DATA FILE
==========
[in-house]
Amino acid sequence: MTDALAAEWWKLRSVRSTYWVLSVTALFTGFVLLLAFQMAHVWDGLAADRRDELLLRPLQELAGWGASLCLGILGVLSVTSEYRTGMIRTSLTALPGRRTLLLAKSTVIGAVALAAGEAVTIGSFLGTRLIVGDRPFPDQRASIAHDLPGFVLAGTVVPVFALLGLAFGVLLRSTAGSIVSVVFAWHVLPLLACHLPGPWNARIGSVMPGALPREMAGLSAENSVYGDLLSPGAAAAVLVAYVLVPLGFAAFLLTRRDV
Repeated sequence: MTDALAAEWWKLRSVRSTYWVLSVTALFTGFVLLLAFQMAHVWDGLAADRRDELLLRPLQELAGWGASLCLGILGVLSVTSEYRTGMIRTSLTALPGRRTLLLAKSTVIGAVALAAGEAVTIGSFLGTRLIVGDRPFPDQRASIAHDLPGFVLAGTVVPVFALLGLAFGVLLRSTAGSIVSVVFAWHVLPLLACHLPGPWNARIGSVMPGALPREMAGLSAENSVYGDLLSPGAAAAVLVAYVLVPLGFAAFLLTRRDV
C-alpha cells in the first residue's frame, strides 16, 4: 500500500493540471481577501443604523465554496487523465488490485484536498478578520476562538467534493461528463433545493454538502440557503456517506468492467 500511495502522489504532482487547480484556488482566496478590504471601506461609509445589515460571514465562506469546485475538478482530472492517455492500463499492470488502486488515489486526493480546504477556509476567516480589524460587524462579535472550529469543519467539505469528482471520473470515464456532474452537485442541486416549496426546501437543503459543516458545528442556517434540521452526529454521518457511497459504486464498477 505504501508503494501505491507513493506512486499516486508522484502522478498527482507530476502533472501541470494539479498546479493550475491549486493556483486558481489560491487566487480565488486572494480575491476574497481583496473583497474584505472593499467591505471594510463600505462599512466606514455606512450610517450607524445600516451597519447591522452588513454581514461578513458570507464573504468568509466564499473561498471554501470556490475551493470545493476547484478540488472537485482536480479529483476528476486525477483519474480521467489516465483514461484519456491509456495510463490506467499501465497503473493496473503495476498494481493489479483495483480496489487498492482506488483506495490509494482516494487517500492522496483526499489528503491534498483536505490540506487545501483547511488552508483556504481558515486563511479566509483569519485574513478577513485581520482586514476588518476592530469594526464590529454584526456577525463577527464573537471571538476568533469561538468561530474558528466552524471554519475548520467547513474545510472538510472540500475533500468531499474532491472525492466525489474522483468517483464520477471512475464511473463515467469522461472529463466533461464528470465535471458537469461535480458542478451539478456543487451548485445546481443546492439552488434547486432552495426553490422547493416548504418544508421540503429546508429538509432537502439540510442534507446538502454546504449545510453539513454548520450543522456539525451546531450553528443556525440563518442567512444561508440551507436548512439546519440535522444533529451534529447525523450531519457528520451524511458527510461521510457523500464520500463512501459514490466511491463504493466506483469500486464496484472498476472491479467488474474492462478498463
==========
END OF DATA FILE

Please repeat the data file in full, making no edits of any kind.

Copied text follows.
[in-house]
Amino acid sequence: MTDALAAEWWKLRSVRSTYWVLSVTALFTGFVLLLAFQMAHVWDGLAADRRDELLLRPLQELAGWGASLCLGILGVLSVTSEYRTGMIRTSLTALPGRRTLLLAKSTVIGAVALAAGEAVTIGSFLGTRLIVGDRPFPDQRASIAHDLPGFVLAGTVVPVFALLGLAFGVLLRSTAGSIVSVVFAWHVLPLLACHLPGPWNARIGSVMPGALPREMAGLSAENSVYGDLLSPGAAAAVLVAYVLVPLGFAAFLLTRRDV
Repeated sequence: MTDALAAEWWKLRSVRSTYWVLSVTALFTGFVLLLAFQMAHVWDGLAADRRDELLLRPLQELAGWGASLCLGILGVLSVTSEYRTGMIRTSLTALPGRRTLLLAKSTVIGAVALAAGEAVTIGSFLGTRLIVGDRPFPDQRASIAHDLPGFVLAGTVVPVFALLGLAFGVLLRSTAGSIVSVVFAWHVLPLLACHLPGPWNARIGSVMPGALPREMAGLSAENSVYGDLLSPGAAAAVLVAYVLVPLGFAAFLLTRRDV
C-alpha cells in the first residue's frame, strides 16, 4: 500500500493540471481577501443604523465554496487523465488490485484536498478578520476562538467534493461528463433545493454538502440557503456517506468492467 500511495502522489504532482487547480484556488482566496478590504471601506461609509445589515460571514465562506469546485475538478482530472492517455492500463499492470488502486488515489486526493480546504477556509476567516480589524460587524462579535472550529469543519467539505469528482471520473470515464456532474452537485442541486416549496426546501437543503459543516458545528442556517434540521452526529454521518457511497459504486464498477 505504501508503494501505491507513493506512486499516486508522484502522478498527482507530476502533472501541470494539479498546479493550475491549486493556483486558481489560491487566487480565488486572494480575491476574497481583496473583497474584505472593499467591505471594510463600505462599512466606514455606512450610517450607524445600516451597519447591522452588513454581514461578513458570507464573504468568509466564499473561498471554501470556490475551493470545493476547484478540488472537485482536480479529483476528476486525477483519474480521467489516465483514461484519456491509456495510463490506467499501465497503473493496473503495476498494481493489479483495483480496489487498492482506488483506495490509494482516494487517500492522496483526499489528503491534498483536505490540506487545501483547511488552508483556504481558515486563511479566509483569519485574513478577513485581520482586514476588518476592530469594526464590529454584526456577525463577527464573537471571538476568533469561538468561530474558528466552524471554519475548520467547513474545510472538510472540500475533500468531499474532491472525492466525489474522483468517483464520477471512475464511473463515467469522461472529463466533461464528470465535471458537469461535480458542478451539478456543487451548485445546481443546492439552488434547486432552495426553490422547493416548504418544508421540503429546508429538509432537502439540510442534507446538502454546504449545510453539513454548520450543522456539525451546531450553528443556525440563518442567512444561508440551507436548512439546519440535522444533529451534529447525523450531519457528520451524511458527510461521510457523500464520500463512501459514490466511491463504493466506483469500486464496484472498476472491479467488474474492462478498463